PakPassion.net: There is a lot of hype around Abdullah Shafique at the moment. What are your thoughts on him?

    Mohammad Yousuf:
    To be honest, Iíve not seen a lot of Abdullah. He was at the camp, so I saw him briefly but because he has been picked for the national side that means that we donít really see a lot of those players at the NHPC. Also, the white-ball players in the camp have been instructed to play practice matches amongst themselves. What we really need is for him to come to the NHPC and work with us for a month or two during the off-season so that we can have a proper look at his batting and work on a few things. We hardly see some of these players due to them being on national tours and then playing in T20 leagues around the world. We tend to see more of the players who are dropped or who are part of the Test squad.


    PakPassion.net: Haider Ali has struggled of late. Why do you think that is?

    Mohammad Yousuf:
    Iíve yet to do any work with Haider Ali, but what Iíd like is for him to spend a period of a week to even 20 days with me at the NHPC because then I can do a proper assessment of his batting and see what he is made of. Of course, tournaments like the PSL are important financially to the boys so itís difficult to remove them from such tournaments to instead work at the NHPC. But itís also important for the players to themselves ask the PCB if they can come to the NHPC when the opportunity and time is there. This is a two-way learning process for both the players and for the coaches like myself to work with boys like Haider Ali.


    PakPassion.net: You have worked with Saud Shakeel. How highly do you rate him as a batsman?

    Mohammad Yousuf:
    I like Saudís batting a lot. In my view, he has a beautiful cover-drive, in fact his cover-drive is one of the best I have ever seen. He is a hard-working cricketer who wants to succeed and has a real desire to do well. He has potential but what he needs is some fine-tuning which is also something that a lot of players need. These are the sort of minor adjustments that I work on with these boys which can make a lot of difference. But at the end of the day, itís all about how much desire these cricketers have to learn and how much hunger they have to succeed, as that is vital to their performance and eventual success.


    PakPassion.net: What is the most important thing that you say to the boys who you are asked to work with at the NHPC?

    Mohammad Yousuf:
    I talk about just one thing with all players I coach - Technique, technique and technique. Whenever you are struggling, whenever you are under pressure, it is your technique and technical ability that will get you out of trouble and nothing else will. If you have technique to fall back on, then you can cope with pressure, if you havenít got any technique then you will scratch around and fail 8 times out of 10 when you are under pressure.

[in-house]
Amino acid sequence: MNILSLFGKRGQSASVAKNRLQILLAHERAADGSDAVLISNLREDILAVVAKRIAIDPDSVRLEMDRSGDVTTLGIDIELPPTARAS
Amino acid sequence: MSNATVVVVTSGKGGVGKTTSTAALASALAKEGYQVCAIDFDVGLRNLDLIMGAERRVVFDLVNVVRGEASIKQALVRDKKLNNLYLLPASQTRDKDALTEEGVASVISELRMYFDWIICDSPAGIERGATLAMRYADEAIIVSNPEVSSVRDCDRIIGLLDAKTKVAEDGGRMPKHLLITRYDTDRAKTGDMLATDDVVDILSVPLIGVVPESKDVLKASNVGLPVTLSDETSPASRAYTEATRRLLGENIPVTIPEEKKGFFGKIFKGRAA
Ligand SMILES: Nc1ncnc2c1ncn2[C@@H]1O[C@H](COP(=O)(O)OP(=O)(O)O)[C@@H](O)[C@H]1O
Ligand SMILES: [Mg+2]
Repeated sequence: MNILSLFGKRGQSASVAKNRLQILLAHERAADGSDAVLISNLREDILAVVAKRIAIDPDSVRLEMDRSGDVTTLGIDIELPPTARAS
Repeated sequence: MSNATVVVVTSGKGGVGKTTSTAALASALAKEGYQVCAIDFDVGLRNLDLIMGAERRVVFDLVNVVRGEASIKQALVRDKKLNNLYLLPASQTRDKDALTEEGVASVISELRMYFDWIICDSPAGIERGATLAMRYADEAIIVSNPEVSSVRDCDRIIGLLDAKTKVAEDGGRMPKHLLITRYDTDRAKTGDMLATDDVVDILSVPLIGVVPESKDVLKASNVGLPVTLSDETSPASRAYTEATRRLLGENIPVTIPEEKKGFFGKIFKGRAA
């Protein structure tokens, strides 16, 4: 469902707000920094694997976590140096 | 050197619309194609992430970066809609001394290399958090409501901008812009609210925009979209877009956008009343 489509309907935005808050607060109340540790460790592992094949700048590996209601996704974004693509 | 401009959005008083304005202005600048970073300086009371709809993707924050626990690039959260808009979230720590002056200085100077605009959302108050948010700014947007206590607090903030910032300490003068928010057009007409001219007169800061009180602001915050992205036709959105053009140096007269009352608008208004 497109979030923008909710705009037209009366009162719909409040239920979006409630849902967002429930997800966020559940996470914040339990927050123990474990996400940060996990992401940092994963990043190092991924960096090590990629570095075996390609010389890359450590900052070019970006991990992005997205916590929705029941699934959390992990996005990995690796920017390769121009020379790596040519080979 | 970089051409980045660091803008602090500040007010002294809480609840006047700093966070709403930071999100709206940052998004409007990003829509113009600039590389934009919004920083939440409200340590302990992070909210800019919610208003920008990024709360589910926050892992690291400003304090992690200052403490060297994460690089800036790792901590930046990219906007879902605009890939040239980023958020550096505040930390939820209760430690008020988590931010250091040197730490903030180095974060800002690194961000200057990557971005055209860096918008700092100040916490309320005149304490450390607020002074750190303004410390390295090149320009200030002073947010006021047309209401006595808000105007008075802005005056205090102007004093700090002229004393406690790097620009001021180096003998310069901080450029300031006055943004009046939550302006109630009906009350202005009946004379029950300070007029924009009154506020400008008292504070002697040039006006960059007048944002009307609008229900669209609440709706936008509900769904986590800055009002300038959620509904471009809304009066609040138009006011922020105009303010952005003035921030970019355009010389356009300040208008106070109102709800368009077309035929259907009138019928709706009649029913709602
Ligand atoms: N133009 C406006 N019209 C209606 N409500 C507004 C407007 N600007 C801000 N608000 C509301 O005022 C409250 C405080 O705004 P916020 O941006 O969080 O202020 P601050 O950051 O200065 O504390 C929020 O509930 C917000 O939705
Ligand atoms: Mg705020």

PakPassion.net: What do you say to the cricketers who come to you for advice about your own experiences in cricket?

    Mohammad Yousuf:
    My advice to all of them is that no cricketer is ever the finished article and there is always plenty more to learn. If you think you are the complete cricketer, then you will never succeed. I say to them that throughout my career I had highs and lows, good days and bad days, but I always wanted to learn, I always wanted to improve. If you are willing to learn and improve and work hard, then you will go far.


    PakPassion.net: Is Twenty20 cricket spoiling the technique of batsmen?

    Mohammad Yousuf:
    It really depends on the individual and what brand of cricket they want to play. I give you the example of Babar Azam who is a technically gifted batsman and who has shown that he can score runs in all three formats. It all depends on the individual and how they want to bat. The fact is that whichever batsman has the right technique, they can succeed in all formats.




    PakPassion.net: Who are the modern-day batsmen that you tell young Pakistani batsmen to learn from?

    Mohammad Yousuf:
    I always ask the boys to watch Kane Williamsonís batting. I enjoy watching him bat, his approach and how technically sound he is. He is a fantastic role-model for any young cricketer. He plays the game in the right way and has not compromised on his technique despite playing in T20 leagues and itís quite clear to me that he is someone who pays a lot of attention to and works a lot on the technical side of his batting.


    PakPassion.net: Former Pakistan batting coach Younis Khan recently said that whilst on tour he cannot work on batsmenís technical problems. What are your thoughts on this comment and is that something you encountered as a player?